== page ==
TRONC and Auto Enrolment

****New update after a meeting with the Pension Regulator*****

Calculating TRONC in Auto Enrolment

Calculating TRONC in Auto Enrolment

TAP Assist does a lot of work with Peninsula, the HR outsourcing company, who we support by talking about Auto Enrolment at their seminars that they run in various locations. This means we get to meet many different types of employers; one recently was a restaurant owner and they had a question about TRONC.

Now TRONC for anybody who does not know (this included myself until this week!) is “A TRONC is a special pay arrangement used to distribute tips, gratuities and service charges.” as stated on the HMRC website.

It basically allows an employer to collect the tips and probably more commonly things like service charges from card payments and distribute them to the staff. It goes on to say. “Commonly a TRONC is a central pool of funds in which some or all of the tips and service charges paid by customers are distributed to employees. How such arrangements work is entirely a matter for the business. How amounts paid from the TRONC are distributed is a matter for the TRONCmaster, TRONC committee (if one exists) and or TRONC members’’.

Now when it comes to Auto Enrolment, an employer needs to be able to assess an employee’s earnings, calculate contributions as a percentage of the employees “qualifying earnings”, contributions will then need to be deducted on a jobholder’s “qualifying earnings” between a band of £5,668 and £41,450 (2013/2014 figures). Qualifying earnings includes any of the following components of pay that are due to be paid to the worker:

  • Salary
  • Wages
  • Commission
  • Bonuses
  • Overtime
  • Statutory sick pay
  • Statutory maternity pay
  • Ordinarily or additional statutory paternity pay
  • Statutory adoption pay

So does this include TRONC earnings?

I contacted the Pensions Regulator about the question we were asked. The client wanted to know the following:
Because they (the employer) treated TRONC as a separate pay roll would they need to include it in their calculations on qualifying earnings for their employees?

This is the response from the regulator: ‘’Qualifying earnings are a closed list of pay elements and it is up to an employer to determine whether a certain type of remuneration (i.e. TRONC) constitutes as part of a worker’s agreed wages or salary. If they are unsure, then they may need to seek legal advice.’’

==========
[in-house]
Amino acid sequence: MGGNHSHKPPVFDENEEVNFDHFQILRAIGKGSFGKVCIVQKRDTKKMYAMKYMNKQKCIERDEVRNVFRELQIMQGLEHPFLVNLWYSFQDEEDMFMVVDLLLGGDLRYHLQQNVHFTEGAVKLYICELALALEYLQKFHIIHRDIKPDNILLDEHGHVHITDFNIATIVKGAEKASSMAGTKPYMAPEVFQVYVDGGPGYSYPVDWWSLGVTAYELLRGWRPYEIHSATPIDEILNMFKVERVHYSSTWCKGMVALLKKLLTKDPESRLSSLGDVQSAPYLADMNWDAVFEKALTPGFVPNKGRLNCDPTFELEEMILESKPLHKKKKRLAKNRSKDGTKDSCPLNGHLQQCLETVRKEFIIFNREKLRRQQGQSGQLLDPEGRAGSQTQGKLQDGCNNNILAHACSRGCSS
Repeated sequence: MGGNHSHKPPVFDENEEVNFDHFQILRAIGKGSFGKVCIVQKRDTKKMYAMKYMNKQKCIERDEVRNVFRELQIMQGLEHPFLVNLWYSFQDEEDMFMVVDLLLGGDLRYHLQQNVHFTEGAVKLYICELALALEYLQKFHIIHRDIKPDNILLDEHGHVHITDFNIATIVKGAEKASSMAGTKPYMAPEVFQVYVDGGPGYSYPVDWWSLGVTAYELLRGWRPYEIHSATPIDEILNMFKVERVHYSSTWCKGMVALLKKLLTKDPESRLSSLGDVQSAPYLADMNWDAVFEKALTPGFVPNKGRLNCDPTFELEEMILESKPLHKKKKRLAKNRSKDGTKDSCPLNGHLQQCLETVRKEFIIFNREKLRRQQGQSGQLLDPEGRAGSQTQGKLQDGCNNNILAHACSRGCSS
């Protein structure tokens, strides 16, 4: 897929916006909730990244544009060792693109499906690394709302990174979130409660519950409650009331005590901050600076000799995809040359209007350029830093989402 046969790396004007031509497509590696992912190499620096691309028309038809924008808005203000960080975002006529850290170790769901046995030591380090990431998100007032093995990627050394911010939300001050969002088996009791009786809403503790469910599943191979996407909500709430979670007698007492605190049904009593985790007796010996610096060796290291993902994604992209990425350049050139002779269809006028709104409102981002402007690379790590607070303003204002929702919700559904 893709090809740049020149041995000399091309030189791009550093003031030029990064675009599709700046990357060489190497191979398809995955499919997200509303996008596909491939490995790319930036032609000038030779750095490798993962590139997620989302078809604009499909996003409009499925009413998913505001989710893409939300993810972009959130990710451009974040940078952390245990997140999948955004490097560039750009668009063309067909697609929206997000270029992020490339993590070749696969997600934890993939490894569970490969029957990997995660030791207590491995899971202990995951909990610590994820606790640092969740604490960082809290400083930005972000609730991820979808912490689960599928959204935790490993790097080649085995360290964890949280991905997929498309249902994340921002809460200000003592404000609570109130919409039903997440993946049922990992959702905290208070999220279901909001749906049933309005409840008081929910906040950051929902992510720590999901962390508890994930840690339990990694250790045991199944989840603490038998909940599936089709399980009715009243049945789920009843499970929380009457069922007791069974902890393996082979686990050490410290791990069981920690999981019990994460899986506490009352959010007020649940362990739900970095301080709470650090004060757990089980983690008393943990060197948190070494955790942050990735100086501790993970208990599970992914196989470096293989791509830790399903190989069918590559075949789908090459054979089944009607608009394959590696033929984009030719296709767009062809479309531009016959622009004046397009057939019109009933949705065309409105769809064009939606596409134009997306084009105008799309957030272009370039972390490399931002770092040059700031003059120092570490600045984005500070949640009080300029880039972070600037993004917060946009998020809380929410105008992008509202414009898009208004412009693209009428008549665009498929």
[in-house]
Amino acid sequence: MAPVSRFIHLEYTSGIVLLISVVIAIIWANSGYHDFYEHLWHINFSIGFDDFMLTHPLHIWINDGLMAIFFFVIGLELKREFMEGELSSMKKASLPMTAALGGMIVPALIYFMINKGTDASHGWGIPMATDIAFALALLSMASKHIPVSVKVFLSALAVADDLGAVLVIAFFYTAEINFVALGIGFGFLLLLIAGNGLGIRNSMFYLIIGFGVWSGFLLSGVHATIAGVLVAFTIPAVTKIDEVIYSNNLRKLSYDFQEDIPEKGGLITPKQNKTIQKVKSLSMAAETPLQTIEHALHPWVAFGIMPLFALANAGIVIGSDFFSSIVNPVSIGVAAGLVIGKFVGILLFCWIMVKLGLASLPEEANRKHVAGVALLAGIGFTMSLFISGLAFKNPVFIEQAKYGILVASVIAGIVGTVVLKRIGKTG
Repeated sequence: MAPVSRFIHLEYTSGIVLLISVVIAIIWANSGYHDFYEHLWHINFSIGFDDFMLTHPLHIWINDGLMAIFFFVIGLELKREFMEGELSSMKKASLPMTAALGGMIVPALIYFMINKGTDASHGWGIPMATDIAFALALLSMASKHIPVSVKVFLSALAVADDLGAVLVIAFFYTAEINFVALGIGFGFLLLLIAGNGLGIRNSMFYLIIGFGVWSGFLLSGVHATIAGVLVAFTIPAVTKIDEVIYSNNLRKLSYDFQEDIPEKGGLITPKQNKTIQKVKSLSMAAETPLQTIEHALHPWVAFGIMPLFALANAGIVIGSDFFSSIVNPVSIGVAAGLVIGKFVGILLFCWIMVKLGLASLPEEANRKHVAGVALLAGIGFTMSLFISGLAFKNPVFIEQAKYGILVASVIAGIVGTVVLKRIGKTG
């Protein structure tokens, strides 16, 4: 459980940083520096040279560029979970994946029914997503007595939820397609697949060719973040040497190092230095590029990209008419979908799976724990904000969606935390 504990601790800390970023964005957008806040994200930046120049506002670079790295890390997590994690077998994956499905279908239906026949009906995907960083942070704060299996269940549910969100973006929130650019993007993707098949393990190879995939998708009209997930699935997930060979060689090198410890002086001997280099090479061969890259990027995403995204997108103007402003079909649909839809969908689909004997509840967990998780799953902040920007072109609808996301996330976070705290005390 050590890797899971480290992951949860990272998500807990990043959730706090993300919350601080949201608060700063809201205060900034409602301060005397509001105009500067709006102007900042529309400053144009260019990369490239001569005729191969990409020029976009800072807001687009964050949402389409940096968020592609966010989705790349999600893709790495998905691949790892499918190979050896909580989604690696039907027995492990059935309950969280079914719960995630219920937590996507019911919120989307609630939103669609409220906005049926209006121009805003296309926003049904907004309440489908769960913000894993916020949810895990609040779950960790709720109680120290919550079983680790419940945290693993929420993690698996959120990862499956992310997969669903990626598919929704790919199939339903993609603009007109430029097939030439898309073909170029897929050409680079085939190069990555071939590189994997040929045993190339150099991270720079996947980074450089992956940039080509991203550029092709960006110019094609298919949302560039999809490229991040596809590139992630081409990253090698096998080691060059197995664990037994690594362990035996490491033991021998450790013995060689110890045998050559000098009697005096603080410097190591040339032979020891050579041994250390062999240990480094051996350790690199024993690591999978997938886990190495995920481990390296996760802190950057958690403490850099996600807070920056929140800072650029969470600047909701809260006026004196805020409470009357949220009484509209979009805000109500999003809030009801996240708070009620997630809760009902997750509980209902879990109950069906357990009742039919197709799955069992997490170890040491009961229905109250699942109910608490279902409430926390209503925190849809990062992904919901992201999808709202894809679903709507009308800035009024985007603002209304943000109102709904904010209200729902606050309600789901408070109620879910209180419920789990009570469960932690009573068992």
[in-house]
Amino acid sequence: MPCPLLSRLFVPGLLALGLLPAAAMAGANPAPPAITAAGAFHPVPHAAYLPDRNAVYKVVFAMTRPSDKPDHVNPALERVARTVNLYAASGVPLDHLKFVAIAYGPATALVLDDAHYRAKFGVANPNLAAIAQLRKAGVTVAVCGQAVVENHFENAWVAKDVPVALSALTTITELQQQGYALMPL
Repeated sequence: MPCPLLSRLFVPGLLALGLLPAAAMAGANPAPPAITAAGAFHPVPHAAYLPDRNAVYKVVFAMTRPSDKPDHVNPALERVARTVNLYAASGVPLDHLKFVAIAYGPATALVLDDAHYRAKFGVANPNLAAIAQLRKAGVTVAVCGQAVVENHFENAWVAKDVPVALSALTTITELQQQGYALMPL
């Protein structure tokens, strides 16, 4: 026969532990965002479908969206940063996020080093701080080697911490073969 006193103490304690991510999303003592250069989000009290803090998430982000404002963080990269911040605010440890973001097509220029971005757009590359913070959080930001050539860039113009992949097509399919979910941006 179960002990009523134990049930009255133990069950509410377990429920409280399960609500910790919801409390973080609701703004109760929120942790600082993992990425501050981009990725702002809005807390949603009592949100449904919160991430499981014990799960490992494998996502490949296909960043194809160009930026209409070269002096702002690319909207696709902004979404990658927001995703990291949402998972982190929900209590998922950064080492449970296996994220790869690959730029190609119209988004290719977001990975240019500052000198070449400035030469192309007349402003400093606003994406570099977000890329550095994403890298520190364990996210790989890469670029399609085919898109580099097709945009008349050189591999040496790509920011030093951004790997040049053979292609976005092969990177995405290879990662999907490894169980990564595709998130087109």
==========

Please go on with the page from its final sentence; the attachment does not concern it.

TAP Assist recently had a meeting with the Pension Regulator (tPR) and we managed to get further clarification on this topic. The use of the term qualifying earnings is used twice within the legislation; firstly in the assessment process and secondly as one of the potential methods for the calculation of contributions towards the pension. 

For the assessment: An employer should probably use all types of earnings including TRONC earnings

For the calculation of contribution: If you decided to use Qualifying Earnings as your method,  then you should probably use all the earnings, as with the assessment. If you decide to use to self certification you have more flexibility; for example you could just use the employees basic pay (which is tier 1 of the self certification) to calculate the contributions (please note this will require a total minimum of 9% with 4% from the employer)

So to clarify , an employer should probably use all earnings including TRONC for the assessment and for the calculation of contributions, an employer has a little more flexibility and can decided on what earnings go into the calculation, by potentially using self certification.

The fact that the Regulator thinks you may need to seek legal advice would indicate to me that this area is grey and to be honest I would want to be the ‘’whiter side of grey’’ when it comes to anything on compliance, so play by the rules.

The Pensions Regulator information can be found here ‘Assessing the workforce’ and the HMRC TRONC info here

Contact TAP Assist if you would like to discuss further.

Please note these the above is just an opinion and should not be treated as legal advise.

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